More than that, they send a clear message that we aren’t a party ruled from the top down, we’re an active and growing party in each part of our United Kingdom.

    The material that comes from our party nationally is FAR too leader-centred. Sorry, I don’t know where you got this impression from that people have been concerned that there’s not enough Nick Clegg in our Party Political Broadcasts. All I’ve seen is concern that there’s too much Nick Clegg.

  • More than that, they send a clear message that we aren’t a party ruled from the top down, we’re an active and growing party in each part of our United Kingdom.

    Isn’t that exactly the problem though: you were prior to 2010 a bunch of local parties with local policies based on saying whatever would get you elected in the local area even if that meant contradicting what the local party down the road was saying (and knowing that without being in power you would never have to worry about actually backing up what you said), but then you discovered that with a place on the national stage comes national scrutiny and nowhere to hide when you try to give different messages to different people?

  • “they send a clear message that we aren’t a party ruled from the top down, we’re an active and growing party in each part of our United Kingdom”

    They tell lies, then.

  • My point was, each of the clips actually doesn’t focus on Nick Clegg. In one he features more, in the others we look to our leaders on a national party level. That’s a good move, as far as I’m concerned, it shows we’re more local, that we believe in devolution and that we have more than one big hitter.

  • Bill Le Breton 30th Jan '15 - 12:52pm

    I liked the PPB unreservedly and congratulate those who devised it and carried it out. Content, tone and placement seemed crack on.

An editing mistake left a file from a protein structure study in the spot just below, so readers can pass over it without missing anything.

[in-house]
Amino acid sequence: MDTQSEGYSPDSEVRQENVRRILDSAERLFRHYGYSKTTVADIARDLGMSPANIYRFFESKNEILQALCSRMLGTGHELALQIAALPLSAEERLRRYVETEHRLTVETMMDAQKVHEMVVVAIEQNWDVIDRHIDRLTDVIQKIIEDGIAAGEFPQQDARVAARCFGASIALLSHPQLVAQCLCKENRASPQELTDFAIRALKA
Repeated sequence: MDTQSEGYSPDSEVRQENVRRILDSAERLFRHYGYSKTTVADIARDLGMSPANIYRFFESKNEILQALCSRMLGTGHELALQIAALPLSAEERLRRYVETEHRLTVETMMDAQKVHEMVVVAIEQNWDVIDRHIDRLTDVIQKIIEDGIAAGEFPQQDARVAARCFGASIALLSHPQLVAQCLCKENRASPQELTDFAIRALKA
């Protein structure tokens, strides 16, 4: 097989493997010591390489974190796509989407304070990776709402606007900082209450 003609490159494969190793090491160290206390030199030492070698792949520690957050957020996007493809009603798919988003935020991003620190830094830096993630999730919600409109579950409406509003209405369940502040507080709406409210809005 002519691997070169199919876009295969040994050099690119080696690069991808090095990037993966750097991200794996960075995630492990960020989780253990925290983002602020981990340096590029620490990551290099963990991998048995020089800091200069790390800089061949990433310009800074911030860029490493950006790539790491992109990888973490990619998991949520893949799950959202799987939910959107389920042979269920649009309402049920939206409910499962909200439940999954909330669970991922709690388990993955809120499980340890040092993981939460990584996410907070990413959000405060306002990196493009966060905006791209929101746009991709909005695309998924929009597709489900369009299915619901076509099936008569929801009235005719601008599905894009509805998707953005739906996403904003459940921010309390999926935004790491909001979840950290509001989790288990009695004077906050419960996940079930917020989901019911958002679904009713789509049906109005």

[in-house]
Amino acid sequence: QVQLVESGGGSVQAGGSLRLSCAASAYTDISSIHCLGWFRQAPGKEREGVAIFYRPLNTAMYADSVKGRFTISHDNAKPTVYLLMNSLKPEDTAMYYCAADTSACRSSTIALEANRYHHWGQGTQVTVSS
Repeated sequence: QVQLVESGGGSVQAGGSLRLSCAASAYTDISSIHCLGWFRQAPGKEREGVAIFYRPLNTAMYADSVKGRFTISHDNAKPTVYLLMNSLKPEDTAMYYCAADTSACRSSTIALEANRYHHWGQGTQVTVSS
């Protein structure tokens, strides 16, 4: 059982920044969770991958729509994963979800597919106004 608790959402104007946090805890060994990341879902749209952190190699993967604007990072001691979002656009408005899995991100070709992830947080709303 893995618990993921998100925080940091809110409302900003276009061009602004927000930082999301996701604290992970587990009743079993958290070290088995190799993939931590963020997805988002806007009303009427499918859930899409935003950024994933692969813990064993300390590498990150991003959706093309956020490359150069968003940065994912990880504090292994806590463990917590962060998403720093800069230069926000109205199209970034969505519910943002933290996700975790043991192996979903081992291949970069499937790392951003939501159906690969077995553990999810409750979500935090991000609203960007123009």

Over the last five years hundreds of councillors an campaigners will have knocked on thousands of doors and asked the open questions with which they have come to better understand the communities with whom they have wished to campaign.

    The process is straigh forward and has been practiced by good Liberal Demorats for forty or more years? That process is to inform, to listen, to devise solutions from that intelligence given by the community, to consult, to campaign and to report back.

    The listening focused up here is a fraction of the necessary whole.

    But this process has not been followed by our Westminster leadership, which has not engaged with our grassroots capaigners to help them devise and campaign for solutions using this process which is why this PPB may have less traction than it should. They have used their power to decide, without listening.

    Where have been our monster petitions an our great campaigns, where has the public support been won and used in negotiations with our coalition partner?

    Leadership is necessary, but only legitimate after information, consultation and campaigns.

    Have we really opened doors and practised participative politics?

  • What Bill said

  • Alex Sabine 30th Jan '15 - 7:02pm

    If you added ‘open markets’, I’d say that would be a much better encapsulation of (what should be) your wider message than tepid and unconvincing managerialism about splitting the difference between the Tories and Labour on borrowing.

    ‘Open doors, open markets and open minds’ – I much prefer the ring of that to the rather lame ‘a strong economy in a fair society’.

    Not sure the ‘open doors’ bit (in particular) would catch the public mood, sadly; but then you’ve always prided yourselves on making unpopular but principled arguments…

    As long as you didn’t pick battles with public opinion on too many fronts, and did so as part of a coherent ‘narrative’ about Britain’s role in a global economy, I reckon you’d stand a better chance of winning support than the more defensive positioning you’ve actually opted for is likely to yield.

  • Alex Sabine 31st Jan '15 - 2:18am

    @ Sam Phripp
    “I like it, because it reflects something that I’ve told people on the doorstep time and time again. That we knock on doors all year round, and that whoever you are, wherever you live, whoever you might choose to vote for, we’ll listen to you and carry your thoughts forward…mainly, the other parties knock on doors asking for support, rather than asking what they can do to help.”